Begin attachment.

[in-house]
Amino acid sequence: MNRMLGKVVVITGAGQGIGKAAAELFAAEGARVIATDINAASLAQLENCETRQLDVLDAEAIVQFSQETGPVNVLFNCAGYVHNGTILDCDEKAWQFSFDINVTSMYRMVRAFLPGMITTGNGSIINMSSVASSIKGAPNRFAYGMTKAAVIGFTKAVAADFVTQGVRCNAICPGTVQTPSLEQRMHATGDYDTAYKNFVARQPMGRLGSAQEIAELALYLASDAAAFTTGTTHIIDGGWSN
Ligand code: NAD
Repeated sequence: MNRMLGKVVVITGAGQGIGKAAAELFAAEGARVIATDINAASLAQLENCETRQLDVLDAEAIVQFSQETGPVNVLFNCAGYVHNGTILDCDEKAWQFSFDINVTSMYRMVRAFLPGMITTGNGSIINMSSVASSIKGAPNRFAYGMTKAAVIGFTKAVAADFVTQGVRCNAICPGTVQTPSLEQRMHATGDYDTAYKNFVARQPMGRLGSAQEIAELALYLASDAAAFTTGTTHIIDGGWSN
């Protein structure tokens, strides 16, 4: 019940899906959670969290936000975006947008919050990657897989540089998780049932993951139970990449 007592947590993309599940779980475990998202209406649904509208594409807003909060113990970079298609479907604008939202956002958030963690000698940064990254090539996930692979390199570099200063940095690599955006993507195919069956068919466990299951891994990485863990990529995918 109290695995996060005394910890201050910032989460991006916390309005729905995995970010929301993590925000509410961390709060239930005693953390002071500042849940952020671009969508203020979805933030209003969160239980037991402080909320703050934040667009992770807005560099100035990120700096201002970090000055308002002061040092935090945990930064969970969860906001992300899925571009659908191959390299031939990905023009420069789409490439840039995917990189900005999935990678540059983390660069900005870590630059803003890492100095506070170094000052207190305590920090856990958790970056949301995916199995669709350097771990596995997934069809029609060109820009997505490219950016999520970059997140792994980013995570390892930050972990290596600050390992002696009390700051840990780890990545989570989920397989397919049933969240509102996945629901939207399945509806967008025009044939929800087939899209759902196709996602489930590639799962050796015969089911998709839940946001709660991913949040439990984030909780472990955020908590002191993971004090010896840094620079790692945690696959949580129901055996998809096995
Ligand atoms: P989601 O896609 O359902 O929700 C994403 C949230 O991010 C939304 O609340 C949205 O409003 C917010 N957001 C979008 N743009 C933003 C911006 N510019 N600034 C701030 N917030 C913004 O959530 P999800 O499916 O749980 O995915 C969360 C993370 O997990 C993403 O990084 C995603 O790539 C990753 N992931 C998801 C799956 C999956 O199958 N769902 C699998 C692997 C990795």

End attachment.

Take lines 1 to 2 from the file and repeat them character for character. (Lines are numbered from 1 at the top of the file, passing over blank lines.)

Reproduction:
[in-house]
Amino acid sequence: MNRMLGKVVVITGAGQGIGKAAAELFAAEGARVIATDINAASLAQLENCETRQLDVLDAEAIVQFSQETGPVNVLFNCAGYVHNGTILDCDEKAWQFSFDINVTSMYRMVRAFLPGMITTGNGSIINMSSVASSIKGAPNRFAYGMTKAAVIGFTKAVAADFVTQGVRCNAICPGTVQTPSLEQRMHATGDYDTAYKNFVARQPMGRLGSAQEIAELALYLASDAAAFTTGTTHIIDGGWSN